/This is fine

This is fine

By Sue Tiffin

A rather ubiquitous internet meme shows a few panels of a 2013 webcomic from KC Green called “On Fire.” The first panel shows a dog sitting at a table with a cup of coffee, flames engulfing the room around the table, and smoke billowing across the ceiling. In the second panel, a speech bubble has the dog reassuring itself, saying, “This is fine.”

It’s generally shared when people are trying to express the feeling of being overwhelmed but pretending everything is OK, and has been used frequently throughout the pandemic to mock government decisions that loosen restrictions (or “protections,” as some have started to call them) even in the midst of a COVID-19 surge. And that has happened, repeatedly, so that every time we almost seem to be clawing our way out of a wave, we get knocked back down by leaders too abruptly dropping what was working without always having the necessary data to support those decisions. See Waves 1 through 5, Ontario. 

It’s one of the reasons the government’s announcement to drop mask mandates (pour gasoline), directly after March Break when free time has allowed for travel (strike match), after very recently lifting vaccine mandates and before kids under five even have access to vaccines (drop match) while the Ontario science advisory table warns of an uptick in wastewater data and the more transmissible BA.2 subvariant becomes dominant (pour coffee) is so frustrating. That mandates are still in place on public transit, in long-term care and retirement homes, congregate care and living settings, shelters and jails but not schools – is nonsensical.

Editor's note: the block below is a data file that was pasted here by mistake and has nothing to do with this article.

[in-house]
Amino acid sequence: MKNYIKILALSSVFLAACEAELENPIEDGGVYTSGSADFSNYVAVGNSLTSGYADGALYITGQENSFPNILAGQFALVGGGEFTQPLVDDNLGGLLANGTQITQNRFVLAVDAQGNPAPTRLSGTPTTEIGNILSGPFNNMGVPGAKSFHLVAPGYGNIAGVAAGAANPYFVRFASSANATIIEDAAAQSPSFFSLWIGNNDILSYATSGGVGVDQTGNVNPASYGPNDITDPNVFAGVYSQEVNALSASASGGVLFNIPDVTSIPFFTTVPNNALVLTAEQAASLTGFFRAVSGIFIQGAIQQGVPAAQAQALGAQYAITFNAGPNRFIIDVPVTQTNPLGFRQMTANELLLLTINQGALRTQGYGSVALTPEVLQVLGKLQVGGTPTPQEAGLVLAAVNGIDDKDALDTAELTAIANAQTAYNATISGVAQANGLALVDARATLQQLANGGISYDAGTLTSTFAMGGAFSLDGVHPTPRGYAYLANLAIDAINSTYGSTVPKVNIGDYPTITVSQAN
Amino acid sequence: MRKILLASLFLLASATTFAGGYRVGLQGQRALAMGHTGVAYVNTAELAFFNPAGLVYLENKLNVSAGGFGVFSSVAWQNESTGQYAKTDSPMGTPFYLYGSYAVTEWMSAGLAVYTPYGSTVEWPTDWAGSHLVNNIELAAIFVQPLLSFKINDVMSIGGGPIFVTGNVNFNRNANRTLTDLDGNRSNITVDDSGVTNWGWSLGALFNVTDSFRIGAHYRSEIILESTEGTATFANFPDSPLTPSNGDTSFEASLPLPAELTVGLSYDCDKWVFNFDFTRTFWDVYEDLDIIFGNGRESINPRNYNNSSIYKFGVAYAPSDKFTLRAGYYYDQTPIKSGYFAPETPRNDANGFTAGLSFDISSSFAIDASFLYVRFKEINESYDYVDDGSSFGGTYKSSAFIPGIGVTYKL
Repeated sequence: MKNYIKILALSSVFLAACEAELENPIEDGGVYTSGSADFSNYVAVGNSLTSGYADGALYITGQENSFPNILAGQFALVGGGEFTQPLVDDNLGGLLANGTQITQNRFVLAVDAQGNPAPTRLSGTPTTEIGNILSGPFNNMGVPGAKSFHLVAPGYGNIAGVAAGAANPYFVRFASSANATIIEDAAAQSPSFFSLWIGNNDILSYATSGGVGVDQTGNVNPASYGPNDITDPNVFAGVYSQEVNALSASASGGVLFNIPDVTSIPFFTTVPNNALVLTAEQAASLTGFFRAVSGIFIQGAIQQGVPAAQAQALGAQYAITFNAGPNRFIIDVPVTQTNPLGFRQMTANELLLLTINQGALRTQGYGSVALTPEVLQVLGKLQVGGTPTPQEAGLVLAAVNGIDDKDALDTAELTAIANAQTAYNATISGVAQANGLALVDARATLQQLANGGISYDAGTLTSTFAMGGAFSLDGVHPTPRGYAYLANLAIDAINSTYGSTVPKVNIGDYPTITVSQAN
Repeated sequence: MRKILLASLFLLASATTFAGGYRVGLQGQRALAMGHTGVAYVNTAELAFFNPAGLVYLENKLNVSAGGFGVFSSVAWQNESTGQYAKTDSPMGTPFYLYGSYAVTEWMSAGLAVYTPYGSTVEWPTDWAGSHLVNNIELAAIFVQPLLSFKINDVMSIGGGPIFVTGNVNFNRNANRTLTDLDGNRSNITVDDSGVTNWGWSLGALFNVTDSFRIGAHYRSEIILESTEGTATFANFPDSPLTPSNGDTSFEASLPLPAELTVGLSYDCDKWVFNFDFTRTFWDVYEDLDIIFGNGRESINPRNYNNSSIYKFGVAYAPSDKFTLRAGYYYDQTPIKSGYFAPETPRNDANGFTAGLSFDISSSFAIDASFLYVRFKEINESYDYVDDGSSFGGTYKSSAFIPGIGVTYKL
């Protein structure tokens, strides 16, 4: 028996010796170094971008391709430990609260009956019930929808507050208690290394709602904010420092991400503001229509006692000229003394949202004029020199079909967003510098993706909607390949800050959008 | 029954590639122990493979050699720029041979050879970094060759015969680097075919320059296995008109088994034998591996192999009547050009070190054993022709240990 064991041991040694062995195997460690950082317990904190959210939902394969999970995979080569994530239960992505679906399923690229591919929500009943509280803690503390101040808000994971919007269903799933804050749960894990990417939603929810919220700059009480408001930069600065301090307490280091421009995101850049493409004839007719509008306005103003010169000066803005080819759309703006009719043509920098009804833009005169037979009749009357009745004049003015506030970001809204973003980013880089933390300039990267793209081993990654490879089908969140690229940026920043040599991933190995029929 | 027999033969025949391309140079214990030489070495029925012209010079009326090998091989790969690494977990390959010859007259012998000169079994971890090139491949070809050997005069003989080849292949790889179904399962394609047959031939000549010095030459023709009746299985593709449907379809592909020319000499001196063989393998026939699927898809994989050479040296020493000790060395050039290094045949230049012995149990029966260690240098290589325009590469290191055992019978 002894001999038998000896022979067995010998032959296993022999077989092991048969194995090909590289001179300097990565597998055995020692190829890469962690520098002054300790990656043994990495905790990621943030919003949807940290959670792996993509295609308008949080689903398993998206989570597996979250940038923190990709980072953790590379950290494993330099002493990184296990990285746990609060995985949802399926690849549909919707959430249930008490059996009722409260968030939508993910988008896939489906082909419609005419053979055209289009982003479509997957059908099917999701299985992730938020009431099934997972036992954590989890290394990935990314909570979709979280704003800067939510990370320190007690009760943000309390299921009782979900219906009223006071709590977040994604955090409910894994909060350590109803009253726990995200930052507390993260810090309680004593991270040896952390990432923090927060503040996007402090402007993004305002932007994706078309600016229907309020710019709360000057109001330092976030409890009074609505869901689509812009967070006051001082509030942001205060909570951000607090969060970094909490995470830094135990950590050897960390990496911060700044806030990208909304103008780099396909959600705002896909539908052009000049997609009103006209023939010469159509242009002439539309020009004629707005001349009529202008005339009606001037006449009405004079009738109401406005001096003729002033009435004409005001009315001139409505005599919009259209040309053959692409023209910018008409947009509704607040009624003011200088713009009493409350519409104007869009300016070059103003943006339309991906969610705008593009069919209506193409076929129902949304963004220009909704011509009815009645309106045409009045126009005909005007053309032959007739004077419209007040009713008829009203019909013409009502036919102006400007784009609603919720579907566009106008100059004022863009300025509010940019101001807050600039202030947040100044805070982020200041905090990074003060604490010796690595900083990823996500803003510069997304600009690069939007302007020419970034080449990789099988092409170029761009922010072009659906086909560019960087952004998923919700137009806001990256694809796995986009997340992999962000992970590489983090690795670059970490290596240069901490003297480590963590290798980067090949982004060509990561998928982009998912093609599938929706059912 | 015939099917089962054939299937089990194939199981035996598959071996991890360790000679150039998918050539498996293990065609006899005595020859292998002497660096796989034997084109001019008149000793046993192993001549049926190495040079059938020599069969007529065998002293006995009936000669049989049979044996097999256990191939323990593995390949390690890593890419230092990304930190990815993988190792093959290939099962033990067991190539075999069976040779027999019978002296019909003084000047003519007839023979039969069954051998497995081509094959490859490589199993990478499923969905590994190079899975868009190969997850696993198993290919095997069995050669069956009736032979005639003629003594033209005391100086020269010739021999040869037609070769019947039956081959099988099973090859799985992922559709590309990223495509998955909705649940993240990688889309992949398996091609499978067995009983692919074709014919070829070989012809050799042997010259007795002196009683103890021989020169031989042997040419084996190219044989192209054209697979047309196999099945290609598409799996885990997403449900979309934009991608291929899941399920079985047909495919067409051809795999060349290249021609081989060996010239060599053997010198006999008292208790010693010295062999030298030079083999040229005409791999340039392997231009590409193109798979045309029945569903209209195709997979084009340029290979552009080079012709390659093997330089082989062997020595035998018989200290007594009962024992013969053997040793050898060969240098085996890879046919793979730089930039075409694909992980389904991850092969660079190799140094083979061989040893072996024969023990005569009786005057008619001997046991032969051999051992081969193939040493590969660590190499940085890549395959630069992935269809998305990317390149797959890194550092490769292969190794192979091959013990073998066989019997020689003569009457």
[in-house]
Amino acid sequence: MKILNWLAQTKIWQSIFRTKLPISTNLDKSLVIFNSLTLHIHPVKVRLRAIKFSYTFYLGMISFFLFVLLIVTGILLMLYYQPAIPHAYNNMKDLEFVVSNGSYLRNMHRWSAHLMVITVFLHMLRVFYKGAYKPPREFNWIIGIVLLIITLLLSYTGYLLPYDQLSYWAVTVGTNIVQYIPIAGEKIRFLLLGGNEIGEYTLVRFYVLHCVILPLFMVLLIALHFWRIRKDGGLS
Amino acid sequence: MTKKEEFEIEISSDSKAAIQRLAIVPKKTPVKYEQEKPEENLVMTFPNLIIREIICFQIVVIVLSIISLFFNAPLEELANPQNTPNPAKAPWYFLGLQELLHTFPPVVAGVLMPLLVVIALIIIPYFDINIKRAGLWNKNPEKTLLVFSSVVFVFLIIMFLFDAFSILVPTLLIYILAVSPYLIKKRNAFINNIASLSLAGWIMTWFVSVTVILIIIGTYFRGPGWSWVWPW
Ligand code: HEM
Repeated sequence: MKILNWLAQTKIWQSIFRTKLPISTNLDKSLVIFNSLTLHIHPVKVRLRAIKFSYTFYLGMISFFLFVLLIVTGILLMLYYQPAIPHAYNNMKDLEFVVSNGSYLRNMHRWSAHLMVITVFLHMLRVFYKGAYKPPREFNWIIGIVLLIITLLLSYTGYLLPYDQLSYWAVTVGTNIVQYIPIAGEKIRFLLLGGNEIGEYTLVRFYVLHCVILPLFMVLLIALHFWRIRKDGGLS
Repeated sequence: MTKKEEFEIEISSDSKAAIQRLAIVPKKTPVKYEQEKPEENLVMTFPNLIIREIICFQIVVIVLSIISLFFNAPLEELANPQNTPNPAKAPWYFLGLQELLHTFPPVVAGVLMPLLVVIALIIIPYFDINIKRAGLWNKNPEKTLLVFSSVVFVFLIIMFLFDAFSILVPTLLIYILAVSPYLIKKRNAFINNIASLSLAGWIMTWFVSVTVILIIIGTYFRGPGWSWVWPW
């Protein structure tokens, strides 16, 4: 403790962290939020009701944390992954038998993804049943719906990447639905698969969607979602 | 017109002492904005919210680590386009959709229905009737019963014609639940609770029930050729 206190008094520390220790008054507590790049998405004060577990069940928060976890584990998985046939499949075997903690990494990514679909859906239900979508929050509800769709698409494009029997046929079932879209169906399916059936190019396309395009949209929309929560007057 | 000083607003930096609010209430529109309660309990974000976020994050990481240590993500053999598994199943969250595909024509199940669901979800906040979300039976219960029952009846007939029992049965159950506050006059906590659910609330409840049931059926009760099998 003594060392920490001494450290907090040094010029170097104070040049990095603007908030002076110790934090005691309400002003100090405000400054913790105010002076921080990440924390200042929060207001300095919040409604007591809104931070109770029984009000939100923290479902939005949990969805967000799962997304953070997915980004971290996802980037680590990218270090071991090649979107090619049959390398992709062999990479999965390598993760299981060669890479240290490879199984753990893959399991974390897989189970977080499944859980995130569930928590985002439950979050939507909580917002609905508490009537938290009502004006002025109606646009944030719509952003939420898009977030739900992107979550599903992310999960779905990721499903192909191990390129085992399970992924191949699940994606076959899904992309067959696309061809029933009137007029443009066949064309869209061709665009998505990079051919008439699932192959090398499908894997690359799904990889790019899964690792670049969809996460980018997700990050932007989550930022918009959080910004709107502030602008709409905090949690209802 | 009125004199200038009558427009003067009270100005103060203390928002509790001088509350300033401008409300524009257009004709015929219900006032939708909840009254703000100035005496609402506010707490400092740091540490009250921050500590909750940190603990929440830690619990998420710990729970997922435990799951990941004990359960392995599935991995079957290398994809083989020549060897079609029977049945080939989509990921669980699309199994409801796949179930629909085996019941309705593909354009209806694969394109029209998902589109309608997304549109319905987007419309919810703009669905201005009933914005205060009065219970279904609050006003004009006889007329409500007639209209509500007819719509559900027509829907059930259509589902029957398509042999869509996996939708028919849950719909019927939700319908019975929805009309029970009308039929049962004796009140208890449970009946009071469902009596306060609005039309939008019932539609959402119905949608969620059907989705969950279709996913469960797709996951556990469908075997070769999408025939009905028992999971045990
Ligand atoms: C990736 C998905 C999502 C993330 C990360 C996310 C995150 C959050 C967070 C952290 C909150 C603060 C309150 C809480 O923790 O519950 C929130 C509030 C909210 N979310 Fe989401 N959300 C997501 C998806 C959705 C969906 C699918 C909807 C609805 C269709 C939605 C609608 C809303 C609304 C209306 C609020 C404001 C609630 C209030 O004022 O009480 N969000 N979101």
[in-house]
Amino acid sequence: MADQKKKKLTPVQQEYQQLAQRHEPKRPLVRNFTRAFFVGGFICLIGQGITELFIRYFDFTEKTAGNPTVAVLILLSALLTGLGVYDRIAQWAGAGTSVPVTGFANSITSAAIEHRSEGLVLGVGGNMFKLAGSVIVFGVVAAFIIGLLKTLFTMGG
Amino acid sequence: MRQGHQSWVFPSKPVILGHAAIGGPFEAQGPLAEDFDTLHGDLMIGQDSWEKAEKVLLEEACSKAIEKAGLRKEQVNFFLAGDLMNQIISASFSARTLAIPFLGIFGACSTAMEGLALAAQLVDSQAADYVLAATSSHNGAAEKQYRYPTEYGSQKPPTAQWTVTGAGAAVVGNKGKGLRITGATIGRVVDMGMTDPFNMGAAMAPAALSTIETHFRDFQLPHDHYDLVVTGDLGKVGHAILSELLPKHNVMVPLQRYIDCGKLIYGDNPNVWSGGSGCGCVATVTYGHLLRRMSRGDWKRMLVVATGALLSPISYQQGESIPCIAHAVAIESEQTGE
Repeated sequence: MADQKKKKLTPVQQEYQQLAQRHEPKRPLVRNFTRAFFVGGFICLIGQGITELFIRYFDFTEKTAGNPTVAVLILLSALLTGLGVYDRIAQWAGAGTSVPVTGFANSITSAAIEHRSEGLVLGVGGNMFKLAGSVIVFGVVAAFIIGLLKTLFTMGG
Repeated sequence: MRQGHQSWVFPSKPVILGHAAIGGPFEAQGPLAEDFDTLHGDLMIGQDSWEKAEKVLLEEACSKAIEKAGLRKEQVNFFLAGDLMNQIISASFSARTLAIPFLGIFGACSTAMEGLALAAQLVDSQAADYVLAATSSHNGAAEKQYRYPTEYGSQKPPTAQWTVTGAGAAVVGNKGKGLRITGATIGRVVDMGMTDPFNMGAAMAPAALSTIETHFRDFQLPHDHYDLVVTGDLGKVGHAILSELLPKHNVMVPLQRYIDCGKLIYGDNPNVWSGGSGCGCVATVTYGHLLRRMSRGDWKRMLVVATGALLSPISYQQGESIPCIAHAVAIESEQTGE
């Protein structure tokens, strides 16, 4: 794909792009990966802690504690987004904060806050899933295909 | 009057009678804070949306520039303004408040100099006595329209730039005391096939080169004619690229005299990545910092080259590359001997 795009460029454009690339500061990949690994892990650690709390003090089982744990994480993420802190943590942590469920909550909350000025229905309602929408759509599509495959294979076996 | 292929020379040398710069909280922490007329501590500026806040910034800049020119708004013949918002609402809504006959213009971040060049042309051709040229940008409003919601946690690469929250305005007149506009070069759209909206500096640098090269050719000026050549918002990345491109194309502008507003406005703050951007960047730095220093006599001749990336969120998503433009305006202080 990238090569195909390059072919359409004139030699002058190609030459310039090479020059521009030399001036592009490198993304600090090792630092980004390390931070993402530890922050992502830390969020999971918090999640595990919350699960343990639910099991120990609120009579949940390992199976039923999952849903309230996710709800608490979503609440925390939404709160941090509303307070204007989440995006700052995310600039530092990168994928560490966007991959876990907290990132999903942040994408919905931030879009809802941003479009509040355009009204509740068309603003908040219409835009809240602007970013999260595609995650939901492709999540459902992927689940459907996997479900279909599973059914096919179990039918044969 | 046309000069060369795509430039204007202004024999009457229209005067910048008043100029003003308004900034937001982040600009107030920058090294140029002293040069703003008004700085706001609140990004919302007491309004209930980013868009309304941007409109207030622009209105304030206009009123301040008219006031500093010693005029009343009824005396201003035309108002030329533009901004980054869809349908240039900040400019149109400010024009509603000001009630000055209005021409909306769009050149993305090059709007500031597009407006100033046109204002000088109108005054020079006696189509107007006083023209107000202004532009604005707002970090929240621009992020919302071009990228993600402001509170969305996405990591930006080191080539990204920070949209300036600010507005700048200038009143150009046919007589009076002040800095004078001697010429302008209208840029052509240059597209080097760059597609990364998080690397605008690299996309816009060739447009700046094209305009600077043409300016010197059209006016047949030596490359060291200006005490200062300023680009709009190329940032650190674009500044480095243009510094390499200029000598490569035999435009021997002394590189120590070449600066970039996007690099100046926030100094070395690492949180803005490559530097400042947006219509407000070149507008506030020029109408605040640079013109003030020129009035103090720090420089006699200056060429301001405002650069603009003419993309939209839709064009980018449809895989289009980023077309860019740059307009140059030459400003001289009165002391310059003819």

While mask wearing is now considered a personal choice, teachers at their place of work don’t have the same choice to avoid a crowd of unmasked people in a small space, nor do employees of private businesses, nor do students. Not all immunocompromised kids – or teachers – have a safe space now to attend public school leaving parents having to make unfair decisions. 

While some people will choose to go to the grocery store without a mask on, that makes public spaces for those most protected with bidirectional masking less safe, less able to access that store where people aren’t making an effort to protect each other. 

Ontario has come to a place where it can now manage the virus, is the messaging. But the province cannot even manage adequate testing for the virus, which has been unavailable to most people since the Omicron surge began at the beginning of the year. Individuals should weigh their own risk, say the health experts, but the data is unavailable for informed choices (the science advisory tables say daily infections are likely between 15,000 and 20,000.) We’re still not hearing enough about the effects of Long COVID, or even that COVID is airborne. 

We can learn to live with COVID, and that could include wearing masks for some time – they’re not so uncommon in other places of the world where people mask up when they’re sick or to avoid pollution. Doing so is one of the more sustainable measures we have – if wearing a mask keeps others safe, keeps ourselves safe, prevents the yo-yo’ing of lockdowns or major precautions, we can live with COVID without it being so disruptive. 

Masking really should be one of the last things we have left. Now that it’s not something we’re all doing for each other, it feels like we’re left drinking coffee – or perhaps a $1 beer – in a room that’s on fire.